The other week I saw a comment on a friend’s Facebook post that said certain people in the U.S. have a victim mentality and there are plenty of opportunities and resources to get ahead if they wanted. The comment has stuck with me like a burr in wool. I went to reply to the post and of course now I can’t find it so instead I’m writing a blogpost about it.
There’s a difference between a victim mentality and actually being a victim. For instance, in Pennsylvania, two separate studies found holding poverty as a constant, the Whiter the school district, the higher the funding. On average, the Whitest districts received thousands of dollars more than their fair share for each student, while the least White districts received thousands less for each student. Is that a “victim mentality” or actually being a victim?
In another example, four mothers are suing Jackson, Mississippi, because the school their kids attended lacked textbooks, basic supplies, experienced teachers, tutoring programs, after-school literary programs, and even toilet paper! Would you tell those children they should pull themselves up by their bootstraps and work even harder? Or maybe you’d advise a different approach and say those parents should have transferred their kids to another school, to do whatever it takes to give their kids a good education. A better question I think is why should the parents have to transfer their kids? What ever happened to the promise made to us by the state to provide a uniform system of free public schools?
At this point some people may start talking about Darwin and survival of the fittest. How we’re playing out something inherent to human beings and our evolution. “Survival of the fittest” is an outdated idea that’s used to support callousness. The reality is we don’t live in a society where survival of the fittest operates. We have healthcare, we put curb cuts onto sidewalks to allow for wheelchair users and strollers, we have unemployment assistance. For the roughly 30 million Americans who are unemployed are we saying too bad, so sad but figure it out on your own? No. Because human beings are more compassionate than they are callous. We are more cooperative than competitive.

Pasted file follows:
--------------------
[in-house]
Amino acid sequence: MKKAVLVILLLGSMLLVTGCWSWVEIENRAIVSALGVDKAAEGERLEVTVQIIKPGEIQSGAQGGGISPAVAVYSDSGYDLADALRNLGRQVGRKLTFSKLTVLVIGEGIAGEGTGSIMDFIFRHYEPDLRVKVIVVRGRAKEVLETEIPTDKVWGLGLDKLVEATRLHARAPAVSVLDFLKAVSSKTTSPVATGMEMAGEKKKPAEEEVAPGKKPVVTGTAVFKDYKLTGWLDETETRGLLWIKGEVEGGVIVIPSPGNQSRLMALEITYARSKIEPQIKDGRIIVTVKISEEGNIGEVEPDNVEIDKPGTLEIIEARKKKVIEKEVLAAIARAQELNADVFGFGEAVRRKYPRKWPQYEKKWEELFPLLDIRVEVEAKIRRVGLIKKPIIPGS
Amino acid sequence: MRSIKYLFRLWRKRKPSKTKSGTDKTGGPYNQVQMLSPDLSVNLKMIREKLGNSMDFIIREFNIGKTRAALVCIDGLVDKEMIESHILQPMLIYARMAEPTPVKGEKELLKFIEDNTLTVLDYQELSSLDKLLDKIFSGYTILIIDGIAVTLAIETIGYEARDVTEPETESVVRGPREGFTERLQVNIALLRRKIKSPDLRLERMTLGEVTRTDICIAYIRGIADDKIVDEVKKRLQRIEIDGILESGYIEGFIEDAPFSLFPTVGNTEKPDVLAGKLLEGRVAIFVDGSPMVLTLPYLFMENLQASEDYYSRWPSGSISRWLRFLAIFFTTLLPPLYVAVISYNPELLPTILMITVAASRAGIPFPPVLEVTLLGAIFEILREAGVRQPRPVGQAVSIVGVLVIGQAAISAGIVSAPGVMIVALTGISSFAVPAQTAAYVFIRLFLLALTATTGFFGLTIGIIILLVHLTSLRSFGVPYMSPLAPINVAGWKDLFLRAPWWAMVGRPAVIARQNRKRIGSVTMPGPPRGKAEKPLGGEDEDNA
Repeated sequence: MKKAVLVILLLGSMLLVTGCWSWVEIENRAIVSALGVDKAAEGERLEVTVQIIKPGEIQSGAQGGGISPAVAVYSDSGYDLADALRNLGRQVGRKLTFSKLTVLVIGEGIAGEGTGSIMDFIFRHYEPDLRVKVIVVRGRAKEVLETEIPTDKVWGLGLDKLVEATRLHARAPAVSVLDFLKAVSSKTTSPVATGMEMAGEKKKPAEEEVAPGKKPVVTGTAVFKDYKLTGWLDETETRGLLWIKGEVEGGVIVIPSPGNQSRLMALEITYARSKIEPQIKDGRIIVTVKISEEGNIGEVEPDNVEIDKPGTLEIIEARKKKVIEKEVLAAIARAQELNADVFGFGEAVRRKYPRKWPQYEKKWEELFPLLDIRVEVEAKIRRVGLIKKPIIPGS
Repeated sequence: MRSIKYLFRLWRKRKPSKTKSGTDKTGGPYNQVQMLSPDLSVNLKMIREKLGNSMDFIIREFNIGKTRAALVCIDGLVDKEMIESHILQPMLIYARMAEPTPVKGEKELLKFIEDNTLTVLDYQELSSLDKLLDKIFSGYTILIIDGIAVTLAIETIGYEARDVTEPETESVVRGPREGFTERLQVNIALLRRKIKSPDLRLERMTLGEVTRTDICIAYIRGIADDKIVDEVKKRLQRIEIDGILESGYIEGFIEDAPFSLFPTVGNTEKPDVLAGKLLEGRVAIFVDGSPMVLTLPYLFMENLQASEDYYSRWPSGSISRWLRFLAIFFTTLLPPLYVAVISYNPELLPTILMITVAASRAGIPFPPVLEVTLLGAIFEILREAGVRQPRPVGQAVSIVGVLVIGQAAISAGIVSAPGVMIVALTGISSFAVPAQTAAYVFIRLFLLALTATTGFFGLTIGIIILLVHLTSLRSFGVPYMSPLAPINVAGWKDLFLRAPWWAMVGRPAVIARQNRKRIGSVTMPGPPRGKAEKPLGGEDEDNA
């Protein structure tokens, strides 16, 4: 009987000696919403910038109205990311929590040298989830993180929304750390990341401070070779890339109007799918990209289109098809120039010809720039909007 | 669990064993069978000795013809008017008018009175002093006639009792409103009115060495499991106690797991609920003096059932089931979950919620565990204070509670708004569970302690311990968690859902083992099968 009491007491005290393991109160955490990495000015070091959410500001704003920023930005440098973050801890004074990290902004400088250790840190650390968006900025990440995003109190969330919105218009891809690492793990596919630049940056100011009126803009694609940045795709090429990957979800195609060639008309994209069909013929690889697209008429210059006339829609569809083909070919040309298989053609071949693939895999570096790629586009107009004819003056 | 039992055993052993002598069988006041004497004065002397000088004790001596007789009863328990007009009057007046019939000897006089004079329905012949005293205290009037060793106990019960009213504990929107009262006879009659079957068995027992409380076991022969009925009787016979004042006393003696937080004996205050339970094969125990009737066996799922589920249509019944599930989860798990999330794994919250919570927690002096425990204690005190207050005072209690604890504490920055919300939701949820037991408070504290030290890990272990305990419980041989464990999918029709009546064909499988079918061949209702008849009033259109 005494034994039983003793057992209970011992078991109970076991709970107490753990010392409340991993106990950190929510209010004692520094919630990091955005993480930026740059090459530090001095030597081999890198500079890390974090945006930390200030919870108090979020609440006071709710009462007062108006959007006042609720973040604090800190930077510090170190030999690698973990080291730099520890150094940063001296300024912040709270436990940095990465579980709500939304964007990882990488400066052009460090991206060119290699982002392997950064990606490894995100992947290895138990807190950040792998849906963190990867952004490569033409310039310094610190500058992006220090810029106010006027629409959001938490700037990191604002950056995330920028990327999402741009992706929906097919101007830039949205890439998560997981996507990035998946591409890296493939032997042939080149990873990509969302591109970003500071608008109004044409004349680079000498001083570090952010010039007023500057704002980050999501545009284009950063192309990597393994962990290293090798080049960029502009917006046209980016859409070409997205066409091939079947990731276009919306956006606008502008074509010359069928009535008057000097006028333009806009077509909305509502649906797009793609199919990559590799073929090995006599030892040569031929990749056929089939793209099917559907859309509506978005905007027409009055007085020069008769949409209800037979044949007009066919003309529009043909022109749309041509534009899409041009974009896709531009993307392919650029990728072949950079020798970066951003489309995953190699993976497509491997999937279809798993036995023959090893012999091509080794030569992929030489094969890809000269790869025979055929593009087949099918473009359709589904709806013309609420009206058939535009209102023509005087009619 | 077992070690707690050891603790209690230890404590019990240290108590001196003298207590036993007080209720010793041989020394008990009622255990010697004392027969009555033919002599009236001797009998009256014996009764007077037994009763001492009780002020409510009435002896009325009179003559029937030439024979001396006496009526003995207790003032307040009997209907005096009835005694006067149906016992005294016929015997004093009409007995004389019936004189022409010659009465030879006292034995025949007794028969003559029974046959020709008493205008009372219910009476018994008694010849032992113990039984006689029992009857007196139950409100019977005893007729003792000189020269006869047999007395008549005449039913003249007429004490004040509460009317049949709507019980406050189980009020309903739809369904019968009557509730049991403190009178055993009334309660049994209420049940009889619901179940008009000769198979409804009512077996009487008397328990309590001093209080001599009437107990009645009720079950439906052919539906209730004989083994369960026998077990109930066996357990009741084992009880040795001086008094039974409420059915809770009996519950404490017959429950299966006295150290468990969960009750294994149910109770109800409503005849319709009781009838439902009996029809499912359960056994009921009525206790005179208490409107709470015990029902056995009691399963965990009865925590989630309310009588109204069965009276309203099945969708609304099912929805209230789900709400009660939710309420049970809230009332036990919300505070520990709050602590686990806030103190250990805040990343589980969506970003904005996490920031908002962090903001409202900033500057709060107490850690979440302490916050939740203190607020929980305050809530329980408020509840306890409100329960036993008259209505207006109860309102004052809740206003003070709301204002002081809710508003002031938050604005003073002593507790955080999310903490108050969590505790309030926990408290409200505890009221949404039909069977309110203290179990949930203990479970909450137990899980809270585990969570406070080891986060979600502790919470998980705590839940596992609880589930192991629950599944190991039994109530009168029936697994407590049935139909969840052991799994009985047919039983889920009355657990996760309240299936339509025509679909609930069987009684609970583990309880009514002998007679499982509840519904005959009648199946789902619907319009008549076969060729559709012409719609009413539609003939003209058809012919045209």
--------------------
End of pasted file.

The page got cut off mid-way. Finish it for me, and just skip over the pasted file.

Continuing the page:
In fact, in 1965 when six Tongan boys were shipwrecked for 15 months they didn’t reenact Lord of the Flies – they worked together to help each other survive. That’s what human beings do. My spiritual teacher takes it a step further and says it’s our responsibility to take care of one another.
“You should always be vigilant that not a single individual of our collective body is in the least neglected or ignored,” he said. “Let not a single boy or girl feel within them that no one is concerned about them – let not a single person be allowed to think, ‘No one cares whether I have taken food or not.’ You must pay special heed to this. Particularly those of you who are in responsible positions of leadership should remember that … [Y]ou should always be concerned with others necessities, not your own. You should always think more about your duties and responsibilities than about your rights.”
Those are some strong words. I think there’s a balance because living in the society that we do, not everyone has this service mindset so it is important that I think of my own necessities otherwise I could go hungry. However, can you imagine what life would be like if we lived this way? If we felt responsible for other people in a non-codependent way? Sounds idyllic to me and exactly the sort of world I want to live in.
I dream of a world where we are concerned with others, not only ourselves. A world where every person feels cared for. A world where we feel responsible for each other. A world where every person is allowed to thrive because the collective supports them in doing so.
Another world is not only possible, it’s probable.